Sundance Resort
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Surrender at Sundance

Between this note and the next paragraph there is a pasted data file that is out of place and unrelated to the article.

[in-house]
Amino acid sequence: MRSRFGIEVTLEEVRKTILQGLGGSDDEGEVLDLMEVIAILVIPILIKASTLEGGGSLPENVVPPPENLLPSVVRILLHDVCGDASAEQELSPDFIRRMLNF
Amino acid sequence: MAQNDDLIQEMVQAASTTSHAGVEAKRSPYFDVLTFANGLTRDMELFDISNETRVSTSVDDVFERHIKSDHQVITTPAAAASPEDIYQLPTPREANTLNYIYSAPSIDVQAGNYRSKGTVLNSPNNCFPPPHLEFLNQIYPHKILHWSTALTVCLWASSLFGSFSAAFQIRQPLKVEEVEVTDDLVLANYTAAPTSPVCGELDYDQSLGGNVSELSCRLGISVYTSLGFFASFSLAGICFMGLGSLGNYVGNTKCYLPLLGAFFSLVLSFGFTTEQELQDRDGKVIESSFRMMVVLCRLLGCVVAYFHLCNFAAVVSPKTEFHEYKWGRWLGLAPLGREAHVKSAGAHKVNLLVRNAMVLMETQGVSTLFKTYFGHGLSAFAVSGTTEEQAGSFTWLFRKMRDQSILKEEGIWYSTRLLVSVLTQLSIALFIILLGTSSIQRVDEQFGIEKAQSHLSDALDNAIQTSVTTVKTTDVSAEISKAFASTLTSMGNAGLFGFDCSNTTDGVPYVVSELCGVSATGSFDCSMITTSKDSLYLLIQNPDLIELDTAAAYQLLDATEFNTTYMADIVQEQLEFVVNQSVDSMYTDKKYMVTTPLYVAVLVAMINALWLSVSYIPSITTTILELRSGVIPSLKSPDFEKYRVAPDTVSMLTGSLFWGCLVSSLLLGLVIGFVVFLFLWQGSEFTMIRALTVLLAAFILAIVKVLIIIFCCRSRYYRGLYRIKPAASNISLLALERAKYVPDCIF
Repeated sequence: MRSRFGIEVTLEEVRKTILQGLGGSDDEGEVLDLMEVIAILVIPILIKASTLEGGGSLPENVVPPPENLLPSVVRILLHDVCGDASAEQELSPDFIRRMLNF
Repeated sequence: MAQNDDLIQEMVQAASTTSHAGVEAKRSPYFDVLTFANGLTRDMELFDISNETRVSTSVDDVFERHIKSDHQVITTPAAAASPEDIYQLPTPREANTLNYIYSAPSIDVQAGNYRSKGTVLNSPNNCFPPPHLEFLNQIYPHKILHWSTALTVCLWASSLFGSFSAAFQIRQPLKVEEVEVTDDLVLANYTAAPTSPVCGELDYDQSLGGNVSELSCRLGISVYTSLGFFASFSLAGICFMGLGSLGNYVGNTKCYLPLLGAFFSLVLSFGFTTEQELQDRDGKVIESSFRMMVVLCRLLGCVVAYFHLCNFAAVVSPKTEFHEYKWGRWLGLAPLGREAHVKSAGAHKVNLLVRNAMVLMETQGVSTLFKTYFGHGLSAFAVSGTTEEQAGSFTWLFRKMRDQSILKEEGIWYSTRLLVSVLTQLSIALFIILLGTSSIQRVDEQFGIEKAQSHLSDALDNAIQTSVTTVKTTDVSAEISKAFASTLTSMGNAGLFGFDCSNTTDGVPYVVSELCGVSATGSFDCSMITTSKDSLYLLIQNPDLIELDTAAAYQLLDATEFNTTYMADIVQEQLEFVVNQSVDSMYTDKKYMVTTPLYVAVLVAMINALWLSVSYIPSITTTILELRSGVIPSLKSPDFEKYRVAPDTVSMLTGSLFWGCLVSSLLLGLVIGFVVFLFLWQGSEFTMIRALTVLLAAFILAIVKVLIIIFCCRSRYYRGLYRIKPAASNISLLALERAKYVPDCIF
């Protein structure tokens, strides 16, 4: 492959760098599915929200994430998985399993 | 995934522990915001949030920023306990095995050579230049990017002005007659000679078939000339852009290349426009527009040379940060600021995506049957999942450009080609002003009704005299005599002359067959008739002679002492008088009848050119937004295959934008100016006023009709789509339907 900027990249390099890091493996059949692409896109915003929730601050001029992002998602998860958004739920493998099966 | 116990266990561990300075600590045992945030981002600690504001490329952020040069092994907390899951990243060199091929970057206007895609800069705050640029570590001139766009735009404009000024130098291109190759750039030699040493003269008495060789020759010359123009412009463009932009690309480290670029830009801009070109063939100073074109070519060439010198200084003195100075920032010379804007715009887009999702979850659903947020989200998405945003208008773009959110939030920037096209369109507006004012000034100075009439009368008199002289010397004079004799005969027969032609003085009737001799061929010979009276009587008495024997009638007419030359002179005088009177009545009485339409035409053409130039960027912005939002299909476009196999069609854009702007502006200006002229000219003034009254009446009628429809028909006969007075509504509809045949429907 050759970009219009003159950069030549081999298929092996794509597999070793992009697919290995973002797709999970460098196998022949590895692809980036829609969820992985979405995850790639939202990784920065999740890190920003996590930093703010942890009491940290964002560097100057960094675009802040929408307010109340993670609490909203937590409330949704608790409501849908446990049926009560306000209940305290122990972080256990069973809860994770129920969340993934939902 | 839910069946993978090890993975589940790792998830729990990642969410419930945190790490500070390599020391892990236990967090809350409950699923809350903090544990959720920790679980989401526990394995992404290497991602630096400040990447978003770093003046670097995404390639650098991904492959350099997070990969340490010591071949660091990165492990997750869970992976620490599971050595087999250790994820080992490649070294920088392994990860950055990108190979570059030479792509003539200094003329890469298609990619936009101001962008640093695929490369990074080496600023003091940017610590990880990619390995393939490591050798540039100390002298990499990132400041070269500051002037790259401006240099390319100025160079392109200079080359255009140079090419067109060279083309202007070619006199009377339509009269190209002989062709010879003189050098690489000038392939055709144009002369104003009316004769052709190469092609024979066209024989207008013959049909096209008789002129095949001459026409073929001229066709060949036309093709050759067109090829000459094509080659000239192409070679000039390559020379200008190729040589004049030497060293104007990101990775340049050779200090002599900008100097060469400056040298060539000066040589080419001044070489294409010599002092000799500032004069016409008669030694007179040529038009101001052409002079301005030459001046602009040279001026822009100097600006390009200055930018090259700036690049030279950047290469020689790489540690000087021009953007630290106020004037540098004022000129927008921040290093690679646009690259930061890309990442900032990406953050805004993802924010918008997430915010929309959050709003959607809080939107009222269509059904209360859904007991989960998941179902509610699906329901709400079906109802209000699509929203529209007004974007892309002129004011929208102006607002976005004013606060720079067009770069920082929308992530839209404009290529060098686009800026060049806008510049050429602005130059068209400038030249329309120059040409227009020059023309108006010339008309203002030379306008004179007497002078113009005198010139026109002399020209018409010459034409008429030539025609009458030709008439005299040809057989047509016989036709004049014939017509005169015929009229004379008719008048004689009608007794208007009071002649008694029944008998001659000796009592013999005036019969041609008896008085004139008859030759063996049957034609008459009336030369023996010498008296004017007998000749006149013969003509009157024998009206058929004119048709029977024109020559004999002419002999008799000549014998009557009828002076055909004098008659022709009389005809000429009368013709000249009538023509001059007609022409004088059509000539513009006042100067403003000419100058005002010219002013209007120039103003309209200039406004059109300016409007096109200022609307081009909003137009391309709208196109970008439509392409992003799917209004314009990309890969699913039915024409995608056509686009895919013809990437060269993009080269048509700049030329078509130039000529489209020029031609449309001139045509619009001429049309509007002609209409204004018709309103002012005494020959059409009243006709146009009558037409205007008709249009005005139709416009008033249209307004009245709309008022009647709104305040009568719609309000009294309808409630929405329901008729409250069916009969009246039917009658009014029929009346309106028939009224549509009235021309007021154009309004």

There’s a heavily forested canyon 40 minutes from Park City where two streams burble down from the mountains overhead. They converge in a clear pond glistening in morning sunlight, framed by small waterfalls, summer wildflowers and the endless spruce and fir forest. Birdsong and falling water is all you can hear, and the air is sweet with dew. I’m imagining when actor Robert Redford first walked in here in ’69, he said to himself, “I don’t care what this place costs, I’ll take it.” Sundance is one of those resorts where you’re forced to surrender while your brain trips over itself trying to slow down. “From the beginning, Mr. Redford wanted to create a place where artists could flourish and work in a supportive environment,” explains manager Lucy Ridolphi. “Sundance is special because it’s not overdeveloped. Everything feels natural and healthy, and our guests love that.” Bordering the little pond, a wooden concert hall hosts piano recitals beside big barn doors opening onto a deck over the water. We pass by a couple ladies painting at their easels on our way to the “art shacks” where visiting Mexican artisans are creating colorful menageries out of recycled glass. Visitors can sign up for classes teaching pottery, jewelry making, printmaking, photography and painting. If nothing else, make the drive from Park City for breakfast. The smoked trout hash with two eggs, sweet corn and red onions was one of my all time favorite breakfasts at the post 'n beam Foundry Grill.
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